When the space next to their office opened up in 2013, Roy Katz suggested that they try and recreate the atmosphere that was AGH Trimsource in the past by establishing TrimLab, a showroom and product development center. AGH Trimsource brought in five other trim companies under the TrimLab umbrella to utilize the relationships and knowledge they all have across different product lines, whether it be industrial and embroidery sewing threads, metal or plastic fasteners for swimwear and sportswear, or foam pads for the intimate apparel industry. In essence, it is a one stop shop for designers to get all their trimming needs. Sometimes, the TrimLab companies are making sure there is compliance, if a designer is making a product for the children’s industry for instance, but other times, they are coming up with novel applications.

TrimLab's product development center in New York City's Garment District
On a trip to Pottery Barn, Bob found a set of bud vases in the shape of test tubes. In the office, he took all the small trimmings, filled the test tubes with zipper parts, cut-up sequins ribbon and metal snaps, and placed a sign above that said, “Using the elements of design,” representing the concept behind TrimLab. Designers bring their aesthetic and use the elements of design and trimming to finish off their work.

Since TrimLab’s opening three years ago, 360 start-ups have come through the door.

“TrimLab has been for us the greatest project,” says Dave. “We meet the most fascinating businesses you could imagine. Some are coming in and making a skirt but some are coming in and making a back support which is phenomenal.”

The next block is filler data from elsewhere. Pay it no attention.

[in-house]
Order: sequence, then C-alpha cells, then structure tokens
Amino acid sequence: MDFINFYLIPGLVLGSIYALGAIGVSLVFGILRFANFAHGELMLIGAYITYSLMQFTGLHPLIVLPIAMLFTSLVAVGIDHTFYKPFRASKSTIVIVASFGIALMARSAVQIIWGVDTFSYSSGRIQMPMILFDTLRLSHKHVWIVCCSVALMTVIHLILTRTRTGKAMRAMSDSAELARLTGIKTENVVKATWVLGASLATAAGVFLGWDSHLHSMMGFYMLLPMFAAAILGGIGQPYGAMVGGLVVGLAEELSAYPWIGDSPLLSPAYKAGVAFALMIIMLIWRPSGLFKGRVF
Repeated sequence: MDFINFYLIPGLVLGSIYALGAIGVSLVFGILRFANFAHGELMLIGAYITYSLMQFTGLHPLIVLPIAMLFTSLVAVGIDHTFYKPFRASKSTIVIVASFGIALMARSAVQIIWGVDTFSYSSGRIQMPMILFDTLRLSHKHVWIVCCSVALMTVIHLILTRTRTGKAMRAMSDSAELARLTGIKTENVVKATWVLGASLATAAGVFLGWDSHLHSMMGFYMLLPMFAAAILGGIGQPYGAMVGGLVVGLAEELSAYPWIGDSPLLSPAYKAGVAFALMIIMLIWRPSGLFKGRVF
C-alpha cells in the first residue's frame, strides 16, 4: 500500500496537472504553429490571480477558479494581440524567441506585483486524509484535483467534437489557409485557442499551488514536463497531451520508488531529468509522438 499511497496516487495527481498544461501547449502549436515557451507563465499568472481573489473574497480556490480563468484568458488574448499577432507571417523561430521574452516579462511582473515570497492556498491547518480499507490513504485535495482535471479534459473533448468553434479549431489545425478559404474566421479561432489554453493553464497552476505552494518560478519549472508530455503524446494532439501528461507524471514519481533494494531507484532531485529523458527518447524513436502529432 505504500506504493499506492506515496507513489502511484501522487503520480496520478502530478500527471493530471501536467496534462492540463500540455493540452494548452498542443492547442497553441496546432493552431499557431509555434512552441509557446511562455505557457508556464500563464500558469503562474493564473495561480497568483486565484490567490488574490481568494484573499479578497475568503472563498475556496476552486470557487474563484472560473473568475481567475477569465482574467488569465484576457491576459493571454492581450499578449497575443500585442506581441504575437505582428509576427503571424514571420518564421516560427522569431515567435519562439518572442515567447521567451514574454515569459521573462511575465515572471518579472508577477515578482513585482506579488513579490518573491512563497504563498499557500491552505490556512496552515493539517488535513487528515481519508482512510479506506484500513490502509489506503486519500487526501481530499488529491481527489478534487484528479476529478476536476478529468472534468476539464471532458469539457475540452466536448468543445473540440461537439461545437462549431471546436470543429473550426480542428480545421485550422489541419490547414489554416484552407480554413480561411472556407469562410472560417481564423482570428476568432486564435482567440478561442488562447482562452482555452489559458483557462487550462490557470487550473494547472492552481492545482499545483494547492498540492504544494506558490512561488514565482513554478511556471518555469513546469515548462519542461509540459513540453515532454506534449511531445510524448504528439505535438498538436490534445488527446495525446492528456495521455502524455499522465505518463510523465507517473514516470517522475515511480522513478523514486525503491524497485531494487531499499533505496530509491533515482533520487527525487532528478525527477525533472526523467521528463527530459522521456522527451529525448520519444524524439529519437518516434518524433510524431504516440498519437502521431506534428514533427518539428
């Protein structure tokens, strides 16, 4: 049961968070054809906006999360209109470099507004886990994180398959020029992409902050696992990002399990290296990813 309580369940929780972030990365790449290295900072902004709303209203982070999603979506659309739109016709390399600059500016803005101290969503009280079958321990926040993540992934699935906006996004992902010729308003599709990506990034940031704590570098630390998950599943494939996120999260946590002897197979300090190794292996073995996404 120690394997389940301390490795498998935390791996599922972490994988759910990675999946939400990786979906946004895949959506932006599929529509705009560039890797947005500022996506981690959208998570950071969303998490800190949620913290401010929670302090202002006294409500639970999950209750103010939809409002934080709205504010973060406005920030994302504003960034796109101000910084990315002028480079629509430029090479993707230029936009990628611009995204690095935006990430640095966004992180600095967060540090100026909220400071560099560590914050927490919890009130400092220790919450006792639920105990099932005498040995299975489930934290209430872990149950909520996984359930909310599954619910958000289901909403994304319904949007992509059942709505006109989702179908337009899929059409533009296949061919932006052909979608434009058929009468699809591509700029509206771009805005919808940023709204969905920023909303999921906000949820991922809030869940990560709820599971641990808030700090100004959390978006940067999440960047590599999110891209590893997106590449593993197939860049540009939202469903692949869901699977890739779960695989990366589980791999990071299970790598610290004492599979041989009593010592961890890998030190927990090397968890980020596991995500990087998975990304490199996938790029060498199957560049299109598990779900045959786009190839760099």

One designer devised a tank top that turns into an athletic bag. TrimLab created a zipper that opens up the bottom of the shirt so it can carry sneakers or other clothes out of the gym. Another designer developed a bag that charges the iPhone.

One of the lessons Dave German learned from Liz Claiborne’s husband is that, when he wanted something done, he would say, “This is what I want” and people would tell him it is impossible. To which he would reply, “It’s not impossible. Just tell me how much it is going to cost and how long it is going to take.”

It is a similar message Bob and Dave tell their young clients: “We are only limited by your imagination.” If you envision it, there is a good chance we can come up with a fastener that would enhance your design.

Of the 360 start-ups, one or two might be the next Ralph Lauren or Liz Claiborne but it doesn’t happen overnight, it is a building process. They start manufacturing one basic product then begin expanding the line. Those that do reach the level of Liz Claiborne will hopefully remember the people that got them there.

“Next year will be the 120th anniversary of the conglomerate, genealogy of AGH,” says Bob. “That is another reason to have a party. I went on the internet to see what companies were established during 1897 and AGH was in business the same year as Dow Chemical. So we like to say that we have been around as long as Dow Chemical. I wish we were making the money that they are but whatever, it is what it is.”

 

Learn more about AGH Trimsource and TrimLab